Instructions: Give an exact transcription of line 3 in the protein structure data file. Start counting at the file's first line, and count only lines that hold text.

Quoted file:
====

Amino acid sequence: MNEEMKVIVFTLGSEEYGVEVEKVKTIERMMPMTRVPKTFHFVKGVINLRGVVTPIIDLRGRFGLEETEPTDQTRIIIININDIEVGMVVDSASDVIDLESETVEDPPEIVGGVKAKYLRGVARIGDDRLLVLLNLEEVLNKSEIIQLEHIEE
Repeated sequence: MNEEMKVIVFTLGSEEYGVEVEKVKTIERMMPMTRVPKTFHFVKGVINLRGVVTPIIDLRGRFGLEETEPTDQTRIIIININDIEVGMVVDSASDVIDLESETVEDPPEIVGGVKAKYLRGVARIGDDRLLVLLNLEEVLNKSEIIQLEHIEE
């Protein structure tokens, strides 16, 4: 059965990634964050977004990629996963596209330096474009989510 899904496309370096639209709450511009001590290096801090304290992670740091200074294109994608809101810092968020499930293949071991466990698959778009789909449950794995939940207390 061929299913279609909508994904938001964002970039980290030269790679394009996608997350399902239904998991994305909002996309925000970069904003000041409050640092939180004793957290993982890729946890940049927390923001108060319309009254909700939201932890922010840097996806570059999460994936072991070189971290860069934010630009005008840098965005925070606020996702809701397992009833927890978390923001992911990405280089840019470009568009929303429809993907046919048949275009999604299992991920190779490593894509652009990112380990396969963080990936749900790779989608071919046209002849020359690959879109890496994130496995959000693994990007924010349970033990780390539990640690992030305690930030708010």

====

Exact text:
């Protein structure tokens, strides 16, 4: 059965990634964050977004990629996963596209330096474009989510 899904496309370096639209709450511009001590290096801090304290992670740091200074294109994608809101810092968020499930293949071991466990698959778009789909449950794995939940207390 061929299913279609909508994904938001964002970039980290030269790679394009996608997350399902239904998991994305909002996309925000970069904003000041409050640092939180004793957290993982890729946890940049927390923001108060319309009254909700939201932890922010840097996806570059999460994936072991070189971290860069934010630009005008840098965005925070606020996702809701397992009833927890978390923001992911990405280089840019470009568009929303429809993907046919048949275009999604299992991920190779490593894509652009990112380990396969963080990936749900790779989608071919046209002849020359690959879109890496994130496995959000693994990007924010349970033990780390539990640690992030305690930030708010």